You know, when people speak of “unified,” I wonder if they actually mean “imperialistic.” Meaning, “you unite with our view, we are right, and if you don’t side with us, you’re a traitor to this country.” George Bush all over again. Whatever happened to diversity and individuality? I guess guess Mr. M doesn’t realize or agree that allowing the differing opinions to remain differing and able to pursue their own goals is actual social justice. “Uniting” means that some of the differing voices would have been suppressed, which is social injustice.

  2. Filo says:

    Man, Margallo really is unequaled in coming up with rubbish like that.
    Uni ed voice of di ering opinions? They won’t even publish valid comments that
    go against theirs at FV. More likely, if Margallo’s bunch is to be followed, we’d have
    mob rule silencing dissent, which eventually appears like a uni ed voice,
    like B7 and ET.
    People like Margallo are so drunk from the concept of servant-leader that they
    conveniently downplay what it actually takes to be a leader and emphasize the ser-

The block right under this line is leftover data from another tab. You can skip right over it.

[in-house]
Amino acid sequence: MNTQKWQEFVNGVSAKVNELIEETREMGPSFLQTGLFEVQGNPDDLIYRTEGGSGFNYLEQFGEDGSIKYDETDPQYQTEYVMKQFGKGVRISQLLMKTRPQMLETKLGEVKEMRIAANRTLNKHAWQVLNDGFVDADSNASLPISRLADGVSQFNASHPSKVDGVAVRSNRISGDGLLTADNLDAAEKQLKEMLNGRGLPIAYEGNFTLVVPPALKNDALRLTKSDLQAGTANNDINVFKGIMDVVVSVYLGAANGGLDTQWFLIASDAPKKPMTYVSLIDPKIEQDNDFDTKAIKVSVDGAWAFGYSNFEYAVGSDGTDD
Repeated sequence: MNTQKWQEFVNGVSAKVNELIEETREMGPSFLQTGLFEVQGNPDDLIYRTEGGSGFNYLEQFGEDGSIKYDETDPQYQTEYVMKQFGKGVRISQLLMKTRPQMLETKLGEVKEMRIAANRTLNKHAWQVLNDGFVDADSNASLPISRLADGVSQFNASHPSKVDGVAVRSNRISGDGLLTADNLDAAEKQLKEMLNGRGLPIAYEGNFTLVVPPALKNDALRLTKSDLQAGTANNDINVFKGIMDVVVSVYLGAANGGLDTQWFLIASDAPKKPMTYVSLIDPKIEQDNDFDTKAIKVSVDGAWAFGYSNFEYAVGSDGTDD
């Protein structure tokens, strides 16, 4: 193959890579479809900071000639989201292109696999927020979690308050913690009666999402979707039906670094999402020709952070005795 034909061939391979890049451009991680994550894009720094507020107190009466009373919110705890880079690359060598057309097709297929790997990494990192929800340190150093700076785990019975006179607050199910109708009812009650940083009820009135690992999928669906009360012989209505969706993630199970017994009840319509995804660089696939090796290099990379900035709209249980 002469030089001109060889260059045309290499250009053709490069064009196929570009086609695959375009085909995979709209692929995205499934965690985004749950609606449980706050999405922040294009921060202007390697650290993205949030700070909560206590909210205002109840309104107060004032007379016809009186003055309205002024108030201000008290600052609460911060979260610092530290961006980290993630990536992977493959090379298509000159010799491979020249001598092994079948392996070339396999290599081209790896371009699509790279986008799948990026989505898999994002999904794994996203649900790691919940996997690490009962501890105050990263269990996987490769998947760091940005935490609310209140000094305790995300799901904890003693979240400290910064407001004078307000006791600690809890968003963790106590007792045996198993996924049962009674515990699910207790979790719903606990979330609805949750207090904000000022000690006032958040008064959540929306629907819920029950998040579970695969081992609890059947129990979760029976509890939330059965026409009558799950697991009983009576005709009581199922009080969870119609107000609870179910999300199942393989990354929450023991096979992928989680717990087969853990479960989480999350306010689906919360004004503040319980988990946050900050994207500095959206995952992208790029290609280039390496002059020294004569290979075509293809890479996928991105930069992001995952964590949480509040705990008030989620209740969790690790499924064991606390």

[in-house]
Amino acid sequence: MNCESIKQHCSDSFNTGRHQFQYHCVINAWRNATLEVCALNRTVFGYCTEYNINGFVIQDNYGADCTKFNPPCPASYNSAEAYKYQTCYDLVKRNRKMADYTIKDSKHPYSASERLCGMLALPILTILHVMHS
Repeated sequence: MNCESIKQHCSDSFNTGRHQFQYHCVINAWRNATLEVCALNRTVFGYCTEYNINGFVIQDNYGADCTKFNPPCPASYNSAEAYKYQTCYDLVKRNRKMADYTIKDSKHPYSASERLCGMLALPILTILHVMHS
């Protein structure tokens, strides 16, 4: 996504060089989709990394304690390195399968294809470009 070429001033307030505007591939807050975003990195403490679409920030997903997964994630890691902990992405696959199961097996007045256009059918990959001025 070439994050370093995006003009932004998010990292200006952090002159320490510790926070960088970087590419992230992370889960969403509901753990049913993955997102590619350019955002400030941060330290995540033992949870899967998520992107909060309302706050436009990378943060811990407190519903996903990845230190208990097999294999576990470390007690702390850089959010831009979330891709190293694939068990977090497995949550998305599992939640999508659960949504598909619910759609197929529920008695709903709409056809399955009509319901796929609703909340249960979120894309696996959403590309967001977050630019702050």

vant part (read: order-taker). This comes as no surprise as Noynoy seems to be the
    oligarchs’ perfect puppet to begin with. His tour of duty as puppet began when he
    decided to join the race.
    Margallo’s verbose pomposity should fall out of favor if more and more people
    did away with media products that stupefy Filipinos on a daily basis.
    1

    • ChinoF says:

      That concept of a SERVANT LEADER has actually been intentionally confused as well through the rubbish piped into our homes. As a churchgoer in an evangelical church, I know that churches see the servant leader as one who serves the NEEDS of the congregation. The servant leader is actually the minister or pastor. He is humble, but uses his authority in the right way to influence and lead people to do the right thing to serve their own needs. However, he DOES NOT give in to the bandwagon or clamor of the members. He is not the “slave” who listens to the congregation’s demands. He also regulates and berates them if they call for something that is wrong.

      As for Noynoyists, they see the leader as their servant, so whether they need something or not, they want their “leader” to do this and that, and when he does not obey them, they’ll kick him out! It’s like many masters having one servant! A totally twisted concept. They do not know what a servant leader really is.